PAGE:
In some cases, your extension needs no further information besides mandatory arguments name and sources. distutils implicitly performs all that is necessary to make the Python headers directory and the Python library available for your extension's compilation and linking, and provides whatever compiler or linker flags or options are needed to build extensions on a given platform.
When additional information is required to compile and link your extension correctly, you can supply such information via the keyword arguments of class Extension. Such arguments may potentially interfere with the cross-platform portability of your distribution. In particular, whenever you specify file or directory paths as the values of such arguments, the paths should be relative to the distribution root directory; using absolute paths seriously impairs your distribution's cross-platform portability.
Portability is not a problem when you just use distutils as a handy way to build your extension, as suggested in "Building and Installing C-Coded Python Extensions" on page 614. However, when you plan to distribute your extensions to other platforms, you should examine whether you really need to provide build information via keyword arguments to Extension. It is sometimes possible to bypass such needs by careful coding at the C level, and the already mentioned Distributing Python Modules manual provides important examples.
The keyword arguments that you may pass when calling Extension are the following:
27.1.5. The setup.cfg File
distutils lets a user who's installing your distribution specify many options at installation time. Most often the user will simply enter at a command line:
C:\> python setup.py install
but the already mentioned manual Installing Python Modules explains many alternatives. To provide suggested values for installation options, you can put a setup.cfg file in your distribution root directory. setup.cfg can also provide appropriate defaults for options you can supply to build-time commands. For copious details on the format and contents of file setup.cfg, see the already mentioned manual Distributing Python Modules.
27.1.6. The MANIFEST.in and MANIFEST Files
When you run:
python setup.py sdist
to produce a packaged-up source distribution (typically a .zip file on Windows or a .tgz file, a.k.a. a tarball, on Unix), the distutils by default inserts in the distribution:
To add yet more files in the source distribution .zip file or tarball, place in the distribution root directory a manifest template file named MANIFEST.in, whose lines are rules, applied sequentially, about files to add (include) or subtract (prune) from the list of files to place in the distribution. The sdist command of the distutils produces an exact list of the files placed in the source distribution in a text file named MANIFEST in the distribution root directory.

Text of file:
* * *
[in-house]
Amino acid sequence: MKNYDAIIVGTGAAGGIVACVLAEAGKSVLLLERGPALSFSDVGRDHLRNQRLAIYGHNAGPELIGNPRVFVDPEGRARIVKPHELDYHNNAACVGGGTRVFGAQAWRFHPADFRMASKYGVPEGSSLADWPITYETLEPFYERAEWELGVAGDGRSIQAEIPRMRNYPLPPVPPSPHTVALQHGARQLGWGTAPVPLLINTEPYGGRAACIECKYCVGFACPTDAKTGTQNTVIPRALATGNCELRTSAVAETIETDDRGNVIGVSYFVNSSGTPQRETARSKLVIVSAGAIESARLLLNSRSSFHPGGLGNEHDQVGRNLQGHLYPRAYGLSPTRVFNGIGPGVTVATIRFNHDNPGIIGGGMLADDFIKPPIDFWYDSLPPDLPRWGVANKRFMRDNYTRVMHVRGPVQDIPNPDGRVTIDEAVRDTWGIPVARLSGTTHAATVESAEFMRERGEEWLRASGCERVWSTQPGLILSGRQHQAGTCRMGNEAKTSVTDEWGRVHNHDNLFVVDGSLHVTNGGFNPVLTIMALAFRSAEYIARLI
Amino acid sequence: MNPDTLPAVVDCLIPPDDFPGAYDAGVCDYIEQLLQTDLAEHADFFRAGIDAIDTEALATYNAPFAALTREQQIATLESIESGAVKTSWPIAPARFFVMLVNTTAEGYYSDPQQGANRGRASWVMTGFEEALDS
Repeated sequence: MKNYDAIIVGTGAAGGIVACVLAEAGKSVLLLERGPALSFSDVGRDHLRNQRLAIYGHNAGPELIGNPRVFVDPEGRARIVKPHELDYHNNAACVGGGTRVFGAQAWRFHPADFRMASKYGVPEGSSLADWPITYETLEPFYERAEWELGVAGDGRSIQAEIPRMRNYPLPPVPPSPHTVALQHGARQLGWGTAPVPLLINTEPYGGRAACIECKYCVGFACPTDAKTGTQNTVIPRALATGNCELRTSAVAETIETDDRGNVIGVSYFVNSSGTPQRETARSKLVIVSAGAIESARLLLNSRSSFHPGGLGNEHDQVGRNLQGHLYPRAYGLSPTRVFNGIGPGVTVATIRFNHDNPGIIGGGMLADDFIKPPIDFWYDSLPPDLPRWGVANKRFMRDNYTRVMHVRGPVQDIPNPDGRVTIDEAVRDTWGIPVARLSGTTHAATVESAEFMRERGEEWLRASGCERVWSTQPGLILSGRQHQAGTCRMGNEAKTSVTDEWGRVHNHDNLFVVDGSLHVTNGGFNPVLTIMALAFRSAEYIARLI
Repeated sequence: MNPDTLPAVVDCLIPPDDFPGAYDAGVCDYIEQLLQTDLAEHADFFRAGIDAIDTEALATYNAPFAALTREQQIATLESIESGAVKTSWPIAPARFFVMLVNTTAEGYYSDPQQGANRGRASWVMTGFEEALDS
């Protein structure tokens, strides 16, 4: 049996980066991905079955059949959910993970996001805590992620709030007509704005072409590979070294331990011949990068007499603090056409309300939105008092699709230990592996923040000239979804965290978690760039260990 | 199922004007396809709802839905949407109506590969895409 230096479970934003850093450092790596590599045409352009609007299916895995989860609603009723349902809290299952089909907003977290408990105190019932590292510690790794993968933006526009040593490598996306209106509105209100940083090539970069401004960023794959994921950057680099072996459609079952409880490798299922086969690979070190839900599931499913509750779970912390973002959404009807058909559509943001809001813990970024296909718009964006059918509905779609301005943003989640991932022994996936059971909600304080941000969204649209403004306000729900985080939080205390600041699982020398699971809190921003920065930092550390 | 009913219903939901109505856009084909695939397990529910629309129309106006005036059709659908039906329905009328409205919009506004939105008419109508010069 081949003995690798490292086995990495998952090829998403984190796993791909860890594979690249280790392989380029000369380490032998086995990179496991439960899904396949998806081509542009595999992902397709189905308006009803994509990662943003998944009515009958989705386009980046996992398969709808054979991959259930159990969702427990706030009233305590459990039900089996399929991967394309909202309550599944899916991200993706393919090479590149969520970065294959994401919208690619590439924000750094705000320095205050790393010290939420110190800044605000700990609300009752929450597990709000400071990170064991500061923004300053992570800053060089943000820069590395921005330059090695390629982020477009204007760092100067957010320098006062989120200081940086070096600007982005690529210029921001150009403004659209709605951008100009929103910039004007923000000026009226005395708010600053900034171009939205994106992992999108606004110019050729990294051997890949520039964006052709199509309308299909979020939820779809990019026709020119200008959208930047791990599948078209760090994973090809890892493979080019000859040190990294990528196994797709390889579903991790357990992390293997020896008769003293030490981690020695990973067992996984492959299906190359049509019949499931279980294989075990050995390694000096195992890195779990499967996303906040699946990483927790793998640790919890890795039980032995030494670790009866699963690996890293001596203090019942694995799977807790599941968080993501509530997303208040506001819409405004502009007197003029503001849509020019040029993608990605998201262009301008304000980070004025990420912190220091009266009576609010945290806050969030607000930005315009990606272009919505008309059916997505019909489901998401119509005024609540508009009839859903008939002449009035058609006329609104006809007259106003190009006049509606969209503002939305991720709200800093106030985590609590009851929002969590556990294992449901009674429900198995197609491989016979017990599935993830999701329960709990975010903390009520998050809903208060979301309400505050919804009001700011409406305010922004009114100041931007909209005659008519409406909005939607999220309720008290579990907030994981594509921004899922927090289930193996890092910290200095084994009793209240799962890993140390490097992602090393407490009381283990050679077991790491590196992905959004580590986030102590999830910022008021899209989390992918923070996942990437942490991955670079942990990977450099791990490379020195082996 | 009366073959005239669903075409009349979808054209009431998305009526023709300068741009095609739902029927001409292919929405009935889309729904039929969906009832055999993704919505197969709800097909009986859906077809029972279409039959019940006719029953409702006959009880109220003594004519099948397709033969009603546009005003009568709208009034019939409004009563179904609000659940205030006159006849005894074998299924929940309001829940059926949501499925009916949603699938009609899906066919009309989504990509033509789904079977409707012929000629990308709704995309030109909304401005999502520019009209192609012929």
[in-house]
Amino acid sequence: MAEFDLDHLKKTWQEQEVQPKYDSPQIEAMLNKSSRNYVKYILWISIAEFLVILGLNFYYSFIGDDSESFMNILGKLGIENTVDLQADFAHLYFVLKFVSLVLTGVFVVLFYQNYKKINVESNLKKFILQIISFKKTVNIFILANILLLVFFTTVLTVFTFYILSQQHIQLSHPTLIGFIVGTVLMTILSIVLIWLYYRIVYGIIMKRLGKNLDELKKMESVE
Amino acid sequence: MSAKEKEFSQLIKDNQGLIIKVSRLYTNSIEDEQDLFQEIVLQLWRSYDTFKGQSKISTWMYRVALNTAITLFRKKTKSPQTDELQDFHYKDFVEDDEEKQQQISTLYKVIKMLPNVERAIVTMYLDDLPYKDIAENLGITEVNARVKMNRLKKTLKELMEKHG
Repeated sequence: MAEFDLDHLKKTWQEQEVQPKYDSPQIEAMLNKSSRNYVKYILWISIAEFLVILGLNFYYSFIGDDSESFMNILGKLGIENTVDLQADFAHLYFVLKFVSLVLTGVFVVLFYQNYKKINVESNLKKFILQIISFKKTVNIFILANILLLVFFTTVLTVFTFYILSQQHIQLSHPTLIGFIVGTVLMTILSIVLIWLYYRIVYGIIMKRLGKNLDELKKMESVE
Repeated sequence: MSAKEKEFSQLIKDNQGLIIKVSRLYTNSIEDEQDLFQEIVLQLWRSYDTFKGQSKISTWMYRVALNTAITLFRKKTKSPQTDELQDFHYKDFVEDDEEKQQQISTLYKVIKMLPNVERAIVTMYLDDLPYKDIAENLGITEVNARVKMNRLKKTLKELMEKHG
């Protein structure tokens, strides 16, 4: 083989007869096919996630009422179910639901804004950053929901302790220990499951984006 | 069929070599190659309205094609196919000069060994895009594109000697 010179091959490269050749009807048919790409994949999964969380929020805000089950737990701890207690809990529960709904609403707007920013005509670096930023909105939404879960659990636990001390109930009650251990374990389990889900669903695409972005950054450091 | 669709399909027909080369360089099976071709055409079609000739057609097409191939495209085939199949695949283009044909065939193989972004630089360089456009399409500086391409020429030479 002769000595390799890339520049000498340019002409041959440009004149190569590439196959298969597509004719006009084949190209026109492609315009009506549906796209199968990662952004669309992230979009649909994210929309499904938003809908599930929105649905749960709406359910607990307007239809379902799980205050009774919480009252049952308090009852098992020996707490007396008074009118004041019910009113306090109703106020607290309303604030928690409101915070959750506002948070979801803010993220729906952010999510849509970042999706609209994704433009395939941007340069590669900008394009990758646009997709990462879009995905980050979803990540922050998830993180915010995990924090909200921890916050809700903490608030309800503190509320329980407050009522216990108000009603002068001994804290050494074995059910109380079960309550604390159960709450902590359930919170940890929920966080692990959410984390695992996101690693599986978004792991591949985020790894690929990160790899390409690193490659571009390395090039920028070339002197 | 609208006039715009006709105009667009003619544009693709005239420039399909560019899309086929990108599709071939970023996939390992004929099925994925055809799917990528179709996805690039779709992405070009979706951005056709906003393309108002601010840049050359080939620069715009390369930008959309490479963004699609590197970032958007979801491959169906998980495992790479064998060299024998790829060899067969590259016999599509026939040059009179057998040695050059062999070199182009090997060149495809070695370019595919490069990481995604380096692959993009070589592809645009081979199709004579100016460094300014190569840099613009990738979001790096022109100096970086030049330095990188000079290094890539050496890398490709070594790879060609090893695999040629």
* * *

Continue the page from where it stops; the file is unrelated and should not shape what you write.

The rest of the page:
27.1.7. Creating Prebuilt Distributions with distutils
The packaged source distributions you create with python setup.py sdist are the most useful files you can produce with distutils. However, you can make life even easier for users with specific platforms by also creating prebuilt forms of your distribution with the command python setup.py bdist.
For a pure distribution, supplying prebuilt forms is merely a matter of convenience for the users. You can create prebuilt, pure distributions for any platform, including ones different from those on which you work, as long as you have the needed commands (such as zip, gzip, bzip2, and tar) available on your path. Such commands are freely available on the Internet for all sorts of platforms, so you can easily stock up on them in order to provide maximum convenience to users who want to install your distribution.
For a nonpure distribution, making prebuilt forms available may be more than just an issue of convenience. A nonpure distribution, by definition, includes code that is not pure Pythongenerally, C code. Unless you supply a prebuilt form, users need to have the appropriate C compiler installed in order to build and install your distribution. This is not a terrible problem on platforms where the appropriate C compiler is the free and ubiquitous gcc (nowadays, this means most Unix-like platforms, including Mac OS X, where gcc is part of the free XCode IDE that comes with the operating system). However, on other platforms (mostly Windows), the C compiler needed for normal building of Python extensions is commercial and costly. For example, on Windows, the normal C compiler used by Python and its C-coded extensions is Microsoft Visual Studio (VS 2003, for Python 2.4 and 2.5). It is possible to substitute other compilers, including free ones such as the mingw32 and cygwin versions of gcc. However, using such alternative compilers, as documented in the Python online manuals, is rather intricate, particularly for end users who may not be experienced programmers.
Therefore, if you want your nonpure distribution to be widely adopted on such platforms as Windows, it's highly advisable to make your distribution also available in prebuilt form. However, unless you have developed or purchased advanced cross-compilation environments, building a nonpure distribution and packaging it in prebuilt form is feasible only on the target platform. You also need to have the necessary C compiler installed. When all of these conditions are satisfied, however, distutils makes the procedure quite simple. In particular, the command:
python setup.py bdist_wininst
creates an .exe file that is a Windows installer for your distribution. If your distribution is nonpure, the prebuilt distribution is dependent on the specific Python version. The distutils reflect this fact in the name of the .exe installer they create for you. Say, for example, that your distribution's name metadata is mydist, your distribution's version metadata is 0.1, and the Python version you use is 2.4. In this case, the distutils build a Windows installer named mydist-0.1.win32-py2.4.exe.